Mind control in China’s classrooms


Shaping young minds: Students at Jinhua Xiaoshun Primary School wear headbands with sensors developed by a Massachusetts company, and a UNESCO delegation visits the State Key laboratory of Neuroscience and Cognitive Learning PHOTO/Wall Street Journal and Beijing Normal University)

China embraces neuroscience research – sensors, brain images and more – to enhance schoolchildren’s learning and performance

Competitive nations recognize that education helps societies advance. China is embracing research in sensors, brain-image scanners and other high-tech equipment to study children’s learning and performance in real time. “Neuroscience – studies of brain development, structure, function and abnormalities – can help improve educational practice,” explains Bruce E. Wexler, professor emeritus of psychiatry at Yale University. But Wexler cautions on the many unknowns, pointing out the challenges of a range of learning styles, a lack of consensus on ideal attention levels, and the possibility that constant interventions might inhibit self-discipline and discourage creativity. A Wall Street Journal news video features a classroom in China where students wear headbands with sensors, purportedly providing teachers with neurofeedback on attention levels via color-coded lights. Wexler warns that interventions based on inaccurate data could have negative consequences, and far more research is needed before outfitting classrooms with such technologies. Early labels for children can be flawed, and some of the world’s great minds, including Albert Einstein, Thomas Edison and Jack Ma, admitted to not being the most attentive students. – YaleGlobal

China recently surprised the world with its neuroscience-backed pedagogy for children, but the program has been a long time coming. Eight years ago, a professor shared some slides after I gave a lecture at Beijing Normal University, the country’s leading institution for teacher training and education research. One slide included a quote from the Chinese National Minister of Education: “China needs a neuroscience-based pedagogy.” Now some Chinese children attend class with probes attached to their heads, informing teachers about their brain activity in real time.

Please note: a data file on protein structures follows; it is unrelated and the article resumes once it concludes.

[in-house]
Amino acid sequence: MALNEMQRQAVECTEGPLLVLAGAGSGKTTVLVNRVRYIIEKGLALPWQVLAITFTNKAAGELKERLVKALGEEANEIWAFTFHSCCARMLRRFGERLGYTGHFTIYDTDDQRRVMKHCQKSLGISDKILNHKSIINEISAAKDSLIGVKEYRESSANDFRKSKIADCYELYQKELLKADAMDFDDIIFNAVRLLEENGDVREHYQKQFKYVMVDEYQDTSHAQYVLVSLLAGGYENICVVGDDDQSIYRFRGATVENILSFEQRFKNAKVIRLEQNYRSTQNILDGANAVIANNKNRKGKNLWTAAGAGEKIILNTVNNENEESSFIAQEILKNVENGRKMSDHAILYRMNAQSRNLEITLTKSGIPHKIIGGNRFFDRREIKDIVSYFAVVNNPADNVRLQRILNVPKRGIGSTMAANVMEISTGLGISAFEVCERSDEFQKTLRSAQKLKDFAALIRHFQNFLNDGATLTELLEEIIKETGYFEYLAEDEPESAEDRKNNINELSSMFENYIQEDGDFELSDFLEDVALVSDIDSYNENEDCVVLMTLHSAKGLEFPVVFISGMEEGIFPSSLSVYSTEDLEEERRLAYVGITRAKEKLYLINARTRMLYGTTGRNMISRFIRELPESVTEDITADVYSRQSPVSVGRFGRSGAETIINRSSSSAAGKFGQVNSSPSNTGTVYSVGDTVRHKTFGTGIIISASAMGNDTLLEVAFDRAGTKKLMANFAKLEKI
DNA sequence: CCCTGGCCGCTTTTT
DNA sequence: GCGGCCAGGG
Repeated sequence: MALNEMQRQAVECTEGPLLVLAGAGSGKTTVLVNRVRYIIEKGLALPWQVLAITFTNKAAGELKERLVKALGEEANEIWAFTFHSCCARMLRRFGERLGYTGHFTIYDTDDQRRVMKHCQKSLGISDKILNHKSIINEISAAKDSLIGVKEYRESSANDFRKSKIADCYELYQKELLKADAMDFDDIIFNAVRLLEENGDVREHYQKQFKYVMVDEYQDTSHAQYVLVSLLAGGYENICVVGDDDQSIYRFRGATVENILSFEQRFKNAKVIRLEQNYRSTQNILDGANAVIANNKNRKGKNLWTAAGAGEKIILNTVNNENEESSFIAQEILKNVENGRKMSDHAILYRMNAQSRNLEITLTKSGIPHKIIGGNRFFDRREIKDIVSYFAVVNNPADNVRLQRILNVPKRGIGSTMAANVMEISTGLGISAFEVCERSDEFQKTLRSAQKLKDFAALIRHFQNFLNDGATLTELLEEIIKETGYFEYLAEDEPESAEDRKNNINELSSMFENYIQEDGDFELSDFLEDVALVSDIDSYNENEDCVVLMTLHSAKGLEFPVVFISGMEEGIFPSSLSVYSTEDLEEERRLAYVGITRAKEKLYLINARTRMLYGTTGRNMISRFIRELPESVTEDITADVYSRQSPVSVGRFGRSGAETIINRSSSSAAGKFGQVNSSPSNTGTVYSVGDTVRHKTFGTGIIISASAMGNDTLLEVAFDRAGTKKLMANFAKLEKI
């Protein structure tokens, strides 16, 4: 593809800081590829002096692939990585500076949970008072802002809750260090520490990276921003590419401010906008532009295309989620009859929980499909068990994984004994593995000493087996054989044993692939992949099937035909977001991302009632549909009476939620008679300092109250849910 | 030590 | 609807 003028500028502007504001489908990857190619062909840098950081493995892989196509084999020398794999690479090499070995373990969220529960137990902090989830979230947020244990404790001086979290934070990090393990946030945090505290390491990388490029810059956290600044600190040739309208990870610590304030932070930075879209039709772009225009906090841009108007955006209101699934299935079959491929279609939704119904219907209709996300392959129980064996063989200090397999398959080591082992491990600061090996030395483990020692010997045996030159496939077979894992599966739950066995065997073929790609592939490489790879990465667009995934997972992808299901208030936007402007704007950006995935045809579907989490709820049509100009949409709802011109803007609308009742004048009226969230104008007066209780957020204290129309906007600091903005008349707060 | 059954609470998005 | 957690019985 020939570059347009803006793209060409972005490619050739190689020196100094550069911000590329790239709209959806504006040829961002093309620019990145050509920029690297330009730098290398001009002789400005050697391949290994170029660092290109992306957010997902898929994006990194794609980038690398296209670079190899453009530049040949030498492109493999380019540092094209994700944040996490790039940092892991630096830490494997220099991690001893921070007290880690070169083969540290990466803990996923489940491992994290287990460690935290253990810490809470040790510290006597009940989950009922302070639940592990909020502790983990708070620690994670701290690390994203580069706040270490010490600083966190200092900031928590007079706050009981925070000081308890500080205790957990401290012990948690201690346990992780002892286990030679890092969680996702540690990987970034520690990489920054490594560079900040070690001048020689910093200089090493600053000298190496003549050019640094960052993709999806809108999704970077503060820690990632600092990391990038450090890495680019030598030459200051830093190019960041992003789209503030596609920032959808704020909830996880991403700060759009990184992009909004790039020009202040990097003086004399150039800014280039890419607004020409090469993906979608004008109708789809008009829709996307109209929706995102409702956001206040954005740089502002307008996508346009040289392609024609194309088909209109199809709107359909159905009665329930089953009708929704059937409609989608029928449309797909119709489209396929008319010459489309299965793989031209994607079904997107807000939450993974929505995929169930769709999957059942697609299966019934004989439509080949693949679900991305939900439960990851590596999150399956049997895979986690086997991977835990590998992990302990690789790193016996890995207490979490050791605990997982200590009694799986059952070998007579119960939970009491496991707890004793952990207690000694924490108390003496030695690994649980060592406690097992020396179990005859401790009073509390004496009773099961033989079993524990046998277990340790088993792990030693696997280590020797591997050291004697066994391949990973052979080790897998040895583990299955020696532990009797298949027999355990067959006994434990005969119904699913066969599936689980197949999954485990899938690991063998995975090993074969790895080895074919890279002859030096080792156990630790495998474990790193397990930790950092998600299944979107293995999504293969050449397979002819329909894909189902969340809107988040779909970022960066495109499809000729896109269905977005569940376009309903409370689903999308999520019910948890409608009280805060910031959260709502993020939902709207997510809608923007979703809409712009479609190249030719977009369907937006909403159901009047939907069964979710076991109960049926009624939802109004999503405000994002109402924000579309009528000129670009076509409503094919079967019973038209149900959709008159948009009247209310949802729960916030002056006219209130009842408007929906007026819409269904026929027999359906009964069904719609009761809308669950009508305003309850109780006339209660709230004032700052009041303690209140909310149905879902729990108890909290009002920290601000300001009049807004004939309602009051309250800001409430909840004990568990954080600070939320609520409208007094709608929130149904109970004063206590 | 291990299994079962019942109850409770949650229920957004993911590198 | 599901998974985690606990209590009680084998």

Neuroscience – studies of brain development, structure, function and abnormalities – can help improve educational practice. Already, neuroscience-informed understanding of the importance of environmental input in the post-natal development of brain structure and function has made clearer that children from impoverished and otherwise disrupted communities have environmentally-induced compromises in neurocognitive development and still unrealized potential for neural growth and improved academic performance. In addition, neuroscience research has identified a number of specific factors that compromise neurocognitive development, and this research has in turn led to the development of interventions to address related dysfunctions that impact educational outcomes. Third-party expert reports have summarized this research and provide guides to evidence-based neuroscience-informed interventions shown to improve academic outcomes.

Interestingly, the responses in China and the United States to such findings have been different, and problematic in different ways. Adoption of innovative, neuroscience-informed practices has been extremely limited in the United States. For example, the US Department of Education’s 2019 Education Innovation and Research program to develop innovative practices to improve academic achievement for students in disadvantaged communities, and reduce the achievement gap related to poverty in the United States, funded 41 projects for a total of more than $120 million dollars. Not one was neuroscience-based or informed. In China, in contrast, a Key National Neuroscience Laboratory has been established at Beijing Normal, fully equipped with the most advanced functional MRI brain imaging scanners and EEG, ERP and other systems that record brain electrical activity. Beijing Normal is widely considered among China’s top neuroscience and cognitive neuroscience universities, a leader in studies of human brain development and quantitative analytic approaches.

Yale Global for more

Comments are closed.